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ACTIVE study proves that speed-of-processing training could reduce risk of developing dementia

Analysis from a study, called the Advanced Cognitive Training for Independent and Vital Elderly (ACTIVE), has concluded that a computer-based brain exercise called “speed-of-processing training” could cut the risk of developing dementia by as much as 48%. The staggering statistics prove for the first time a cognitive training intervention has been shown to protect against dementia. Speed-of-processing training involves computer exercises that get users to visually process information more quickly.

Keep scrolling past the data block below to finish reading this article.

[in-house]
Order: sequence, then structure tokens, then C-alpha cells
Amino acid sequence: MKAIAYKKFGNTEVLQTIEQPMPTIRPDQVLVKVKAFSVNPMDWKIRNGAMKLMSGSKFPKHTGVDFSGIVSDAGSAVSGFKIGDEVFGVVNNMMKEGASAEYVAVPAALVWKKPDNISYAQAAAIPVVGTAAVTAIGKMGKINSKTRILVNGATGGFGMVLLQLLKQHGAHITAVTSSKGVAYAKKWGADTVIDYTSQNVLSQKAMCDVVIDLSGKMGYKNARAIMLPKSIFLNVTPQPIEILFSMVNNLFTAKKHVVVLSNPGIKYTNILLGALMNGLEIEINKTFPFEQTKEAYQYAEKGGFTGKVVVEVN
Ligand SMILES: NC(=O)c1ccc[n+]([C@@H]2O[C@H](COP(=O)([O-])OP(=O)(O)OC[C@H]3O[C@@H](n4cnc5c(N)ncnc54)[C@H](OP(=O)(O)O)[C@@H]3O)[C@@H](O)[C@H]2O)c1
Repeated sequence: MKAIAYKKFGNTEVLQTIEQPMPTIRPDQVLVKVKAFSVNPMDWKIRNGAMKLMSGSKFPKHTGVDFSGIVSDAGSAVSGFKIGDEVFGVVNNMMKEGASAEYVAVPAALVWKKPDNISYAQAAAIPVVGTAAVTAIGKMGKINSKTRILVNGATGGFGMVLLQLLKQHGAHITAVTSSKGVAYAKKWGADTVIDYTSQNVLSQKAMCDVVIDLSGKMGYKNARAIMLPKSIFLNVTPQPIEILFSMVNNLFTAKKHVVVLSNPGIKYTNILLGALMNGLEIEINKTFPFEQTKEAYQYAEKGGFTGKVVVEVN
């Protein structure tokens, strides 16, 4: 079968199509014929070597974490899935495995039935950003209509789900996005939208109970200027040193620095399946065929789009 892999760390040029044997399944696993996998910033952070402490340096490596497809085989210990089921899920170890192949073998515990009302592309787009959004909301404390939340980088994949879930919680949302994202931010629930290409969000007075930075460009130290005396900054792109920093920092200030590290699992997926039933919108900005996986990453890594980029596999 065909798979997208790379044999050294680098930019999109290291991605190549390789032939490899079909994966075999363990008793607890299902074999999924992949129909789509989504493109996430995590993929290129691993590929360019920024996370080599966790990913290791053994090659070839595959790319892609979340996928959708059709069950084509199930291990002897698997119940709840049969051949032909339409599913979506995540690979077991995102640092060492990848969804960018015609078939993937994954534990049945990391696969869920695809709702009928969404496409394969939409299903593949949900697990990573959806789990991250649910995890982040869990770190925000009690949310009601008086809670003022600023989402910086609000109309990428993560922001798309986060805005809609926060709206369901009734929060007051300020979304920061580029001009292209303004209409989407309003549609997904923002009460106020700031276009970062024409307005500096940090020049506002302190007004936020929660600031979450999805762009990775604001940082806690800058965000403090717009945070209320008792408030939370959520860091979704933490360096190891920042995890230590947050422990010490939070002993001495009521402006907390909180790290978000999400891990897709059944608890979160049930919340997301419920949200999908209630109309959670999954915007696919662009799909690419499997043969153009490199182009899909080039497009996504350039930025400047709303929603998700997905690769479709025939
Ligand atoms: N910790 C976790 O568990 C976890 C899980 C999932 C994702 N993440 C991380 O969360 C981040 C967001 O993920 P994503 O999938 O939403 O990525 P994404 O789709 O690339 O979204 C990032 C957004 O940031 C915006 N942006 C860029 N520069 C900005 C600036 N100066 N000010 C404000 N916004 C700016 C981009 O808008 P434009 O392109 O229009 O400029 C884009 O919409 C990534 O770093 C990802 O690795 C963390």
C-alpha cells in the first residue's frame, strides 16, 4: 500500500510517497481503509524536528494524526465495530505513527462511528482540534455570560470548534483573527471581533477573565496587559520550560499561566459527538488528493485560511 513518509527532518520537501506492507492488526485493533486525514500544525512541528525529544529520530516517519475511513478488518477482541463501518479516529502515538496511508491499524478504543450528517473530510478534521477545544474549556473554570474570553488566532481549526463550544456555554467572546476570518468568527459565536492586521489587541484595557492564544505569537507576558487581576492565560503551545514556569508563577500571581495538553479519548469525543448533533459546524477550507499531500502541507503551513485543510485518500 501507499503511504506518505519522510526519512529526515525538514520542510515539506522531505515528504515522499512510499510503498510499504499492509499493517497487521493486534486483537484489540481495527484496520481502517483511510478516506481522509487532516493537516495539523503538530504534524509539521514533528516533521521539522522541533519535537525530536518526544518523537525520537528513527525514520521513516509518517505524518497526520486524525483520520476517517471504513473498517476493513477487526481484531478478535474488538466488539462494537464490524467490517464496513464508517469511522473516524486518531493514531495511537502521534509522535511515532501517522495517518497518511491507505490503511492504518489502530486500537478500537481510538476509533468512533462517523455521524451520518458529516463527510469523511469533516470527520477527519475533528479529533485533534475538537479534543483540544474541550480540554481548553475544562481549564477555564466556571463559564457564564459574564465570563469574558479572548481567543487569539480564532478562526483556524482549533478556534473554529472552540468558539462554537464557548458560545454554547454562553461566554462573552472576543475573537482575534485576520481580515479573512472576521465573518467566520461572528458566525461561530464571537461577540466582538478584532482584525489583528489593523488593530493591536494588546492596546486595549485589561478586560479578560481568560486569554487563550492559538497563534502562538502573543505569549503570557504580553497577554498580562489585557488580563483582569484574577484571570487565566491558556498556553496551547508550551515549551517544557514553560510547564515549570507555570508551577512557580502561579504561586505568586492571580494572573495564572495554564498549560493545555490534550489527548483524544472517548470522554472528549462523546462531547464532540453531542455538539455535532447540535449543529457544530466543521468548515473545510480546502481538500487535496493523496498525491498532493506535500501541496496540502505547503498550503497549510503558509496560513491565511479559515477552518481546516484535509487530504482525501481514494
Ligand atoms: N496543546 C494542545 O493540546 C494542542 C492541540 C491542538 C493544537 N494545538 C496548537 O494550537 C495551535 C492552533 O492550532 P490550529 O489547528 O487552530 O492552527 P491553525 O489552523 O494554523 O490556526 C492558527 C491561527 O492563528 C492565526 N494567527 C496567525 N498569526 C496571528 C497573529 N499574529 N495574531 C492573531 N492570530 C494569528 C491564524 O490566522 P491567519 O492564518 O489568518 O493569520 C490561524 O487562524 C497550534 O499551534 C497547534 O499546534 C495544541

The study was funded by the National Institute on Aging and the National Institute of Nursing Research and included almost 3,000 healthy individuals between the ages of 65 and 94. ACTIVE training focused on memory, reasoning, and speed-of-processing because prior research indicated that these abilities show early age-related decline and are related to activities of daily living. Although the original study wasn’t intended to track dementia, when researchers discovered that the games could affect mental function positively, they reanalyzed the data and found the connection with reduced dementia occurrence.
To read the full study, click here.